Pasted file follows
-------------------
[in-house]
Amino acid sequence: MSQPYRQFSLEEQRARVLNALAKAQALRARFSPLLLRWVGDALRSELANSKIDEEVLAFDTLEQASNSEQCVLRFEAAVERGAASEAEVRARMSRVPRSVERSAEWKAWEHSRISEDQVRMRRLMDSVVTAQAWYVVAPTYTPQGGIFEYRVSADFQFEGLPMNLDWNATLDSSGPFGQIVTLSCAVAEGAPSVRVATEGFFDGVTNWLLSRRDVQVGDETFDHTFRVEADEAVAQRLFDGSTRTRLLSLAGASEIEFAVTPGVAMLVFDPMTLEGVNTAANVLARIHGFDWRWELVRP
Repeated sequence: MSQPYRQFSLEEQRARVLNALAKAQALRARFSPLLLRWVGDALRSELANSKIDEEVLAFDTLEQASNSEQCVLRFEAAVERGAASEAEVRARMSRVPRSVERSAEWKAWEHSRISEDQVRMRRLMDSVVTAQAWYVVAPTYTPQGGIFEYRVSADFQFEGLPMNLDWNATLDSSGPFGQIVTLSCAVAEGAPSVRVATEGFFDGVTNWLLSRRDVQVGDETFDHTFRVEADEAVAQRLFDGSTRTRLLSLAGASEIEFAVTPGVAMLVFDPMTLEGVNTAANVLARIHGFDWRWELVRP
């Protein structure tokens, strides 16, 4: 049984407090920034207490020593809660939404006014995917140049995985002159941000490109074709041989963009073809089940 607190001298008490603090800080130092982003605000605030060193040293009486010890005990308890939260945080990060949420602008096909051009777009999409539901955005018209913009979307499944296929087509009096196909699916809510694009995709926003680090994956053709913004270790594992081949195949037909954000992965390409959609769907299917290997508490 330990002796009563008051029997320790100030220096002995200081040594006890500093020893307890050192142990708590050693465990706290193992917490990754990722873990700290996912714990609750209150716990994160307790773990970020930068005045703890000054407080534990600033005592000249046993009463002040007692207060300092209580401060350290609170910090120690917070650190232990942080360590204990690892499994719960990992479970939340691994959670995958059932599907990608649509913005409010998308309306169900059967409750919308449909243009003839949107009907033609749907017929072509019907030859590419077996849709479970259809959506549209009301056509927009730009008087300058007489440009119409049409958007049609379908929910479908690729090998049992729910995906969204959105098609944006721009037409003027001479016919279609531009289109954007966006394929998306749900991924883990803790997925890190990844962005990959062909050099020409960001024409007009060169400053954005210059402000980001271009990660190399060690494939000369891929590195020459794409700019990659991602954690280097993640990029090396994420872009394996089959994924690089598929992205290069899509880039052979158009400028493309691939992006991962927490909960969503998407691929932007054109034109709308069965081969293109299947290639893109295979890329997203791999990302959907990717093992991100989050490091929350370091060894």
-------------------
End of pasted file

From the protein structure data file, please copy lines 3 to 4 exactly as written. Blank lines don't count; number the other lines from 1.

Repeated sequence: MSQPYRQFSLEEQRARVLNALAKAQALRARFSPLLLRWVGDALRSELANSKIDEEVLAFDTLEQASNSEQCVLRFEAAVERGAASEAEVRARMSRVPRSVERSAEWKAWEHSRISEDQVRMRRLMDSVVTAQAWYVVAPTYTPQGGIFEYRVSADFQFEGLPMNLDWNATLDSSGPFGQIVTLSCAVAEGAPSVRVATEGFFDGVTNWLLSRRDVQVGDETFDHTFRVEADEAVAQRLFDGSTRTRLLSLAGASEIEFAVTPGVAMLVFDPMTLEGVNTAANVLARIHGFDWRWELVRP
């Protein structure tokens, strides 16, 4: 049984407090920034207490020593809660939404006014995917140049995985002159941000490109074709041989963009073809089940 607190001298008490603090800080130092982003605000605030060193040293009486010890005990308890939260945080990060949420602008096909051009777009999409539901955005018209913009979307499944296929087509009096196909699916809510694009995709926003680090994956053709913004270790594992081949195949037909954000992965390409959609769907299917290997508490 330990002796009563008051029997320790100030220096002995200081040594006890500093020893307890050192142990708590050693465990706290193992917490990754990722873990700290996912714990609750209150716990994160307790773990970020930068005045703890000054407080534990600033005592000249046993009463002040007692207060300092209580401060350290609170910090120690917070650190232990942080360590204990690892499994719960990992479970939340691994959670995958059932599907990608649509913005409010998308309306169900059967409750919308449909243009003839949107009907033609749907017929072509019907030859590419077996849709479970259809959506549209009301056509927009730009008087300058007489440009119409049409958007049609379908929910479908690729090998049992729910995906969204959105098609944006721009037409003027001479016919279609531009289109954007966006394929998306749900991924883990803790997925890190990844962005990959062909050099020409960001024409007009060169400053954005210059402000980001271009990660190399060690494939000369891929590195020459794409700019990659991602954690280097993640990029090396994420872009394996089959994924690089598929992205290069899509880039052979158009400028493309691939992006991962927490909960969503998407691929932007054109034109709308069965081969293109299947290639893109295979890329997203791999990302959907990717093992991100989050490091929350370091060894």